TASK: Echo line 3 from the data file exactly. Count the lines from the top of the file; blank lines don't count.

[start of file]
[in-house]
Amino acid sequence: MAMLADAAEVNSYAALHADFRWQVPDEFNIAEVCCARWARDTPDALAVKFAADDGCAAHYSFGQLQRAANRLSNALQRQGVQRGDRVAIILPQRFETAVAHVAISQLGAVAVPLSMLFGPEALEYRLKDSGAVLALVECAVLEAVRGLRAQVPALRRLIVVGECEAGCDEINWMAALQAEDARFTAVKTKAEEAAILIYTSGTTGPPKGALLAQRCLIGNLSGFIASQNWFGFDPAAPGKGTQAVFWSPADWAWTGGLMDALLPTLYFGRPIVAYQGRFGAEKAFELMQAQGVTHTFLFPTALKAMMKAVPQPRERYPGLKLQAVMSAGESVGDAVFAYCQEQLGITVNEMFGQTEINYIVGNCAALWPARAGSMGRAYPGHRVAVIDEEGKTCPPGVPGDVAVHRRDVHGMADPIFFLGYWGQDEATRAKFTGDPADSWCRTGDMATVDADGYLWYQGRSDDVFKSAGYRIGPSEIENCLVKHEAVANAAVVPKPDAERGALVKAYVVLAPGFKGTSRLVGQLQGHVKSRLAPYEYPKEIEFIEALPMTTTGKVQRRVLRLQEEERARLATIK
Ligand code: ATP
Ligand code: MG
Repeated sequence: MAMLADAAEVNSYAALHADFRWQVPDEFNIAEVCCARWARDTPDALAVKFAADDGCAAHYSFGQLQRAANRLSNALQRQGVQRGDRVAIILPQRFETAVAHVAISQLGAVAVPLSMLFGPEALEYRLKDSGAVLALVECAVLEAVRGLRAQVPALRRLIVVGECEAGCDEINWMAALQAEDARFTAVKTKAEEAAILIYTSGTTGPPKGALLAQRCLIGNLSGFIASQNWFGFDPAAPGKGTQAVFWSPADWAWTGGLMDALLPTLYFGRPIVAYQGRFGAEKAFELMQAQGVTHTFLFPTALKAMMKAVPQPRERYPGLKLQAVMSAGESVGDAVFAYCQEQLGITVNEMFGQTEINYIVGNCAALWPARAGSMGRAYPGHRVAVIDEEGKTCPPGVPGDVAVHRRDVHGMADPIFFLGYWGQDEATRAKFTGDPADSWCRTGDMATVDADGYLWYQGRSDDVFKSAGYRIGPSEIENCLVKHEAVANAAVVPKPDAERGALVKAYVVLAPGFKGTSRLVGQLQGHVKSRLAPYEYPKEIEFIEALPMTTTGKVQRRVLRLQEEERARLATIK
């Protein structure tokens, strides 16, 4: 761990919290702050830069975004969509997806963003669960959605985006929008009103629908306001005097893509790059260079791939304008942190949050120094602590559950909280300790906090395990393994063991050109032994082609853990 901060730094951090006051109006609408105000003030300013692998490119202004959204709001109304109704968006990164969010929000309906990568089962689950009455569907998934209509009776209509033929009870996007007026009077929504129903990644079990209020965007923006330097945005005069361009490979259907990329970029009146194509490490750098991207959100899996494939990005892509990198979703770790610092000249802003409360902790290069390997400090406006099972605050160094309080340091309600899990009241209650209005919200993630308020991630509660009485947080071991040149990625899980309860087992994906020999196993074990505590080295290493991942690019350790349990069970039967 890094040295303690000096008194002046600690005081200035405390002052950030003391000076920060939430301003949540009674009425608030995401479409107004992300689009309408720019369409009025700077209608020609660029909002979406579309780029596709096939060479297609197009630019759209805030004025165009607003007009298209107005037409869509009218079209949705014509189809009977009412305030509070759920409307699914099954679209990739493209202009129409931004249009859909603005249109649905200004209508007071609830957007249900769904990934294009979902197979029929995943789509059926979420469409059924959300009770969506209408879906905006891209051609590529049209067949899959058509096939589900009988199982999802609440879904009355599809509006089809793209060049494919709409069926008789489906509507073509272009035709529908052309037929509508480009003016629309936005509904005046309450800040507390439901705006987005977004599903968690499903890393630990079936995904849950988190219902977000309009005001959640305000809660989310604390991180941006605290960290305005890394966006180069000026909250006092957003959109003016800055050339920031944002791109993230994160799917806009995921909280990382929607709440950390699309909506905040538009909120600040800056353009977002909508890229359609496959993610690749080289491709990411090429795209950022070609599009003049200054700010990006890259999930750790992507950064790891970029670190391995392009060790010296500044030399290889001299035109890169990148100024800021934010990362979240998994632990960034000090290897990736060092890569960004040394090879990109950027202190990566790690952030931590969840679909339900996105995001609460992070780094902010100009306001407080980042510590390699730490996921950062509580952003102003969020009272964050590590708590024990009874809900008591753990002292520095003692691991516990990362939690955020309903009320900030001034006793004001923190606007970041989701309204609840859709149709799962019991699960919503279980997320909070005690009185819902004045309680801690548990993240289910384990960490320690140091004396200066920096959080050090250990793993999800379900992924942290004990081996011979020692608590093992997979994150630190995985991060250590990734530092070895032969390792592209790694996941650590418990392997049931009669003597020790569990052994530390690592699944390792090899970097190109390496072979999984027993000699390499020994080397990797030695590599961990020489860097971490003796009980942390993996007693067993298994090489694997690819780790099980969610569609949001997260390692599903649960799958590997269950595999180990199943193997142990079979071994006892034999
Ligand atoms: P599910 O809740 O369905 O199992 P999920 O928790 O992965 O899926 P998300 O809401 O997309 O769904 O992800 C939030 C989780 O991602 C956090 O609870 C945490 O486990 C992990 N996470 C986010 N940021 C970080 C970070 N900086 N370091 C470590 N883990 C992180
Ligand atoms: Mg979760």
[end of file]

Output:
Ligand code: ATP